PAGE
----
How to Make Friends on the First Day of School

Three Parts:Your first impressionMaking friendsStaying true to yourself

Do you feel alone on the first day of school and want someone to talk to? This will show you how to get friends on the first day. Get friends and keep them too! The first month is critical- the impression and friends you make within this time will probably be around with you for your entire school career!

Part 1
Your first impression

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    Make a good first impression. People don't usually mean to judge you, but they will do it subconsciously anyway. Make sure you are at least clean for your first day, because fresh breath is really important, too. Chewing gum all the time makes you look like a cow-chewing cud.
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    Dress in a non-threatening way that is still you. You may have to tone yourself down a bit before you feel acceptable, but don't erase your personality completely from your look. If you usually were sweats and a t-shirt, try to dress yourself up a little, but if you usually wear dresses, dress it down.
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    Smile! Possibly, you won't feel like it. In fact, very few people will; but if you do, people will assume you are confident and friendly, and therefore, they will be drawn to you. Smile and you'll be a people-cobweb. Just remember - a real smile comes from the eyes.

Part 2
Making friends

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    Chances are, you and a lot of other new people will be in a place all at once (canteen, field, playground). A good way to make contact with someone is to ask them if you can sit in the seat near them. This is especially effective if you are alone.
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    Try to forge good relationships with people in your classes, as these are the people you are forced to be around. If you've got a spare pencil and someone needs one, lend it to them. Ask them questions: "How was your weekend?", "What class have you got next?" and so on, are standard questions that will create at least a small conversation. Respond with a friendly attitude instead of a haughty or bored one.
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    If someone is giving off friendly vibes, compliment their look, clothes or bag. You have a better chance of becoming friends if you do.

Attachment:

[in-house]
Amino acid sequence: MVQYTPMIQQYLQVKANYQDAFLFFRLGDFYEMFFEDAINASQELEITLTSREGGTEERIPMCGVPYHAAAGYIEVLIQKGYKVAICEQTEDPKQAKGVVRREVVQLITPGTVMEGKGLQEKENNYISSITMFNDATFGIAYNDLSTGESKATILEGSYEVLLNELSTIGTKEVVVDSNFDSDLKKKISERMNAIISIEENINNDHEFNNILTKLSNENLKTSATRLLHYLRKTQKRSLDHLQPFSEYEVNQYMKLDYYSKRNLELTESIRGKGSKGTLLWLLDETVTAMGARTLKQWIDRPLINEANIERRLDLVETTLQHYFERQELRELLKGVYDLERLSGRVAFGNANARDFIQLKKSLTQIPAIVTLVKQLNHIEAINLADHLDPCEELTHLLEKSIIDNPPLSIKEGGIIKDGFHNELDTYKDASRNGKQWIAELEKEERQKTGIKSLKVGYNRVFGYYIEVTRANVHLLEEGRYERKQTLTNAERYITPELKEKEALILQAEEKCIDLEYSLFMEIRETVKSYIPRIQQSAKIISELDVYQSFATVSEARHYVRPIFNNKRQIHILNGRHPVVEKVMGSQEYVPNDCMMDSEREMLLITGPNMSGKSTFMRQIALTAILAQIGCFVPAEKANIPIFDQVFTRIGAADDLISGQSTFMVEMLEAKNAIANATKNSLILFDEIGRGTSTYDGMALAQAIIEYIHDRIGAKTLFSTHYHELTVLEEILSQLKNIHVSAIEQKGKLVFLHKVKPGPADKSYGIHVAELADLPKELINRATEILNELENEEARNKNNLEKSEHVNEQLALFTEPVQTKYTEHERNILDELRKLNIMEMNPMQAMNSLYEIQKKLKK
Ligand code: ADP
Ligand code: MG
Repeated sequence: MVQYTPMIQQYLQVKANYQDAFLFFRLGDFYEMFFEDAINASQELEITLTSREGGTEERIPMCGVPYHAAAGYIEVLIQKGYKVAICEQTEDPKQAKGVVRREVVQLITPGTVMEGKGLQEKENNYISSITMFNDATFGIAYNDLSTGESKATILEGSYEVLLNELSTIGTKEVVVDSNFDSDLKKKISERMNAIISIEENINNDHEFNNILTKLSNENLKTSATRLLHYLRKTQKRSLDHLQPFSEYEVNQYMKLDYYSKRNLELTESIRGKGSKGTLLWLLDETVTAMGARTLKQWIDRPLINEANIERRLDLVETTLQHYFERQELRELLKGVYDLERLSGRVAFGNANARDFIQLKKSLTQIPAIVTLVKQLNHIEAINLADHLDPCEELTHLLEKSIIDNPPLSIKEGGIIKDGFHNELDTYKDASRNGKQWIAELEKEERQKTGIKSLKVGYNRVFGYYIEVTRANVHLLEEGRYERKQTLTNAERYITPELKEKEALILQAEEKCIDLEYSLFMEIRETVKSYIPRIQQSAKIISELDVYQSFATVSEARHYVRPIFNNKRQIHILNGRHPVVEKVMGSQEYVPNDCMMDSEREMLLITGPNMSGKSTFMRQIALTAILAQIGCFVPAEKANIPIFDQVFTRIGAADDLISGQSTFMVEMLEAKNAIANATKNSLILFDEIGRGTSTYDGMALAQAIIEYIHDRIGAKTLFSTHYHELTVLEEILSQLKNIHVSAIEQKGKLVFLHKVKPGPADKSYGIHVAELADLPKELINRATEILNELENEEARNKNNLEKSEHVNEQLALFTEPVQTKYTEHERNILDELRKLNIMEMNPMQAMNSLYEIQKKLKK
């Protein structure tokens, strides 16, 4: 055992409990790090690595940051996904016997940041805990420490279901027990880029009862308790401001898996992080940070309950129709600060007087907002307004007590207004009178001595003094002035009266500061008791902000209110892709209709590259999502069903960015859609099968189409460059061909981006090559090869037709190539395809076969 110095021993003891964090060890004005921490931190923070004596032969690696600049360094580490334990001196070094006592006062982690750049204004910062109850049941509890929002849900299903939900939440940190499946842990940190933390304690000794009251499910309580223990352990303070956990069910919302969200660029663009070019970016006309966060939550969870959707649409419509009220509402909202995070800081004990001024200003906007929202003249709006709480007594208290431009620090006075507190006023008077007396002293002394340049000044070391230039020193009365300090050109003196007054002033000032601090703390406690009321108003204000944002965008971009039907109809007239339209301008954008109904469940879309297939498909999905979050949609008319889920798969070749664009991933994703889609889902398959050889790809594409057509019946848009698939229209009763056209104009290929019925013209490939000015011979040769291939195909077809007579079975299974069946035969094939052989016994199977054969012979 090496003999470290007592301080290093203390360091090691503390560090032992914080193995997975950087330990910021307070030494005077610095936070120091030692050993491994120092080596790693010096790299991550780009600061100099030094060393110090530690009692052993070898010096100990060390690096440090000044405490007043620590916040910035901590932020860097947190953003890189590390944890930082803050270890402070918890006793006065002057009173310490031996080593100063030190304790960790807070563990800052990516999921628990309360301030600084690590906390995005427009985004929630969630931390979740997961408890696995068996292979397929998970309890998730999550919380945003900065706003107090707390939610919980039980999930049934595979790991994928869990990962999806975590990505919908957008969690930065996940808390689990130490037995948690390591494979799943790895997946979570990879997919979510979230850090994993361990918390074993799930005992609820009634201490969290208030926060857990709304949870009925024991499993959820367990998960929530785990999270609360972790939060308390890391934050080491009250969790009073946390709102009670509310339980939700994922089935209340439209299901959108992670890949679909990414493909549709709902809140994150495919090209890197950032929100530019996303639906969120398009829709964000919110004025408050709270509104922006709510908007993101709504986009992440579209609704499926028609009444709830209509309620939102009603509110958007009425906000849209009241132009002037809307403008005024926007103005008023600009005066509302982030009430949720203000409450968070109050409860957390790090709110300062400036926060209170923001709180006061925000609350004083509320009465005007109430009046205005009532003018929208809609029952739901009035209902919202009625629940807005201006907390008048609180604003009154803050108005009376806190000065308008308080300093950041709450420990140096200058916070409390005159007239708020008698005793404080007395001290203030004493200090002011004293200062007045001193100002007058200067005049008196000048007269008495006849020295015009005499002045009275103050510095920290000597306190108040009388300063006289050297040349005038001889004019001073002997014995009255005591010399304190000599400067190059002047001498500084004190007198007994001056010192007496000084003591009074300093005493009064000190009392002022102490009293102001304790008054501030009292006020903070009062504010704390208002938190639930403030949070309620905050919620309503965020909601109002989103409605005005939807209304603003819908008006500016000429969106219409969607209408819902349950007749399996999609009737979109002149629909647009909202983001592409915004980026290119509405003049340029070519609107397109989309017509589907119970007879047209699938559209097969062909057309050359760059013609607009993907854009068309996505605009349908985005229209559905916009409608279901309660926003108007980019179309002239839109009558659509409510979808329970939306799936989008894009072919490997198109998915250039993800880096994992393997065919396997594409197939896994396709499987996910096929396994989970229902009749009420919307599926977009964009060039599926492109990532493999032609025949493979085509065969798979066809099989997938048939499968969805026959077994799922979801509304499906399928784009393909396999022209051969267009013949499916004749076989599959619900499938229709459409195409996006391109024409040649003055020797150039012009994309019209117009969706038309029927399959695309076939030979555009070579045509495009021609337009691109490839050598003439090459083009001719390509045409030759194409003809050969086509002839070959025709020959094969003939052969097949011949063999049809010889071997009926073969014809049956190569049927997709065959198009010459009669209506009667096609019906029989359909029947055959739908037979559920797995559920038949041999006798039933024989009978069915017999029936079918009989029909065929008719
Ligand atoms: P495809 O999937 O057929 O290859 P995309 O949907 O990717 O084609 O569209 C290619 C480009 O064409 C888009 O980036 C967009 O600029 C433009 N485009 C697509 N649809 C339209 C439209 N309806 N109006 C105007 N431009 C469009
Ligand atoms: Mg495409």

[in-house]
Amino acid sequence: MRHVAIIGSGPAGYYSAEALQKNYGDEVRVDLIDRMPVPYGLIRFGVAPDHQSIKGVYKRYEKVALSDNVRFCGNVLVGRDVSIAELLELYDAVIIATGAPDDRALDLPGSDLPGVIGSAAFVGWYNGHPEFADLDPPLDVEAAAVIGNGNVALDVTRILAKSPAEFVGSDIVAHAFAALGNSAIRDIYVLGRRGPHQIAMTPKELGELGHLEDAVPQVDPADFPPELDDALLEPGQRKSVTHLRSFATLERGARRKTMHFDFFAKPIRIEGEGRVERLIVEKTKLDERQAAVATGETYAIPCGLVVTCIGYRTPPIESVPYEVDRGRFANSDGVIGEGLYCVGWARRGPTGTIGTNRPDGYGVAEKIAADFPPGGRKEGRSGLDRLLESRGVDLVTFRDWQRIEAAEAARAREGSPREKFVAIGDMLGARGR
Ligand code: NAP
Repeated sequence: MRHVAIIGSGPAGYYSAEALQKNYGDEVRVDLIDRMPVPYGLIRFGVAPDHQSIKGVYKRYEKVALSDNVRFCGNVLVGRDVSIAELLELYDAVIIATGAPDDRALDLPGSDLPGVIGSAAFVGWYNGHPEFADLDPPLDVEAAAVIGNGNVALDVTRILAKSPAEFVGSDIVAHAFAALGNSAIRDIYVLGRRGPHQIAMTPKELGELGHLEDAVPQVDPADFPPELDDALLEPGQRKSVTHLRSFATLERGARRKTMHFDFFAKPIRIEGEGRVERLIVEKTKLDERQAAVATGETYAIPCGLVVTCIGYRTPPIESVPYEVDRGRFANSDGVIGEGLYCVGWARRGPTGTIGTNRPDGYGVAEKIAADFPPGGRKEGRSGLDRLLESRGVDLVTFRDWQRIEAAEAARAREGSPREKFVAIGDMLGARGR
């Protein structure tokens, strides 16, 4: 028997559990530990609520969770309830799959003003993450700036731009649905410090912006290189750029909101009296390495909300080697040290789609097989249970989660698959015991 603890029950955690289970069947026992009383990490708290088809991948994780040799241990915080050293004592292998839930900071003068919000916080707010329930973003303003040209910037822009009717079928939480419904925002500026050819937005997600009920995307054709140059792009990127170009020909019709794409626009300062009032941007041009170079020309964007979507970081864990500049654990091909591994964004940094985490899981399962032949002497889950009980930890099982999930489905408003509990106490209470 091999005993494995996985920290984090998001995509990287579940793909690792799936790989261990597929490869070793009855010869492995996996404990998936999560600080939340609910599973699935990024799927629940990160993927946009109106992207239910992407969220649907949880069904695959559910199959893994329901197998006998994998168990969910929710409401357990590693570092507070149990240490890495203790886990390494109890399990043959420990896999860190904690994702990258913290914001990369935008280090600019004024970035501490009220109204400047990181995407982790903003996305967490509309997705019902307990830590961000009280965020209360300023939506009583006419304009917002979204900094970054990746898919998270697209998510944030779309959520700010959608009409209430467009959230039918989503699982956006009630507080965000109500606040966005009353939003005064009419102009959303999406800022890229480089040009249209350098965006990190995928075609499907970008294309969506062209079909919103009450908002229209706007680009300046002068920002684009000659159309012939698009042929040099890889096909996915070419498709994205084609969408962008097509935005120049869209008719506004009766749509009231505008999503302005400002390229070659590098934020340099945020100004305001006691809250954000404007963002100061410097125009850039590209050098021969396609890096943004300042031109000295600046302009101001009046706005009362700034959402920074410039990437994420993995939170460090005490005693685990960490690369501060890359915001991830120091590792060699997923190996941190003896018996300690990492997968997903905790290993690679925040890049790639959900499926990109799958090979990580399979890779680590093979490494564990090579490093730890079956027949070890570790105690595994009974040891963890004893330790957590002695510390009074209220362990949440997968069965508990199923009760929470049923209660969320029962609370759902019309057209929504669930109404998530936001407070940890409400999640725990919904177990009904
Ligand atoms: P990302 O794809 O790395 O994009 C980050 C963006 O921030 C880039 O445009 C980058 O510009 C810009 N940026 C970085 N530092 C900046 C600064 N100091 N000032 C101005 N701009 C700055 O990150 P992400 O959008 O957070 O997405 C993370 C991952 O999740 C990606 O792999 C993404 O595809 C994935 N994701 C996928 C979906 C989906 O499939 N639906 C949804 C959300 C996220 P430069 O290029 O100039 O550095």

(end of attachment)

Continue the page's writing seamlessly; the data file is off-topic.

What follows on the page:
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    Get involved in things. Extra curricular activities are a great way to bond with others and make new friends, while playing a sport or developing a skill.

Part 3
Staying true to yourself

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    Be yourself. Don't do anything that you don't feel comfortable with, including taking up smoking, following celebrity culture or wearing the latest fashions. Don't go with peer pressure: dress however you want, but don't expect others to do the same.
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    Be different and unique, but don't deliberately try to stand out from everyone else so much that everyone can see you're trying too hard. Wear different clothes or do different sports or have an unusual hobby, but don't rub it in everyone's face or they'll just think you're showing-off. Be simple and yourself. If you do make friends, people will like you later on into the friendship for who you are.


  • Don't be afraid to be bold. Just go up to someone and say "Hi" or "I'm new here" or any conversation starter. Who's going to stop you?
  • Notice little details about people and create conversations from it. If someone has a badge with a band on it, comment on them.
  • Don't dress suggestively or in incredibly uncomfortable clothes like high heels. No one is going to want to hang out with someone who can't walk more than 3 meters (9.8 ft) without moaning.
  • Remember, first impressions are important. You don't get a second one!
  • Always be a nice person.
  • Clean yourself up; wear clean clothes, and remember to always have fresh breath (buy some mints or breath spray).
  • Slip obscure parts of your personality into conversations to find someone who thinks the same way as you. A surprisingly high amount of people like sub-cultures such as Stargate and Star Trek. Another way to show people who you really are is to wear badges or patches with references to your hobbies on.
  • Be kind, friendly and cheerful, as this will leave a good impression on others, making them more likely to talk to you and want to be friends.


  • Don't talk about yourself all the time. Let the other person do some of the talking. That makes them feel good about themselves, too.
  • People love talking about themselves. Ask them personal questions such as "What are your hobbies?" but not too personal, otherwise it'll seem like you are prying.
  • Don't talk to anyone who obviously doesn't want to be bothered.
  • Don't lie. It's not a good way to make friends. Saying you live in a multimillion house with a swimming pool will call for some serious explaining to do when they want to come around and you live in a council flat!
  • Don't lend out money to people you've just met - not only is there absolutely no guarantee that you'll get it back, it can also make you look like you're trying to show off your wealth, and they will continuously do it over and over again.

Article Info

Categories: Back to School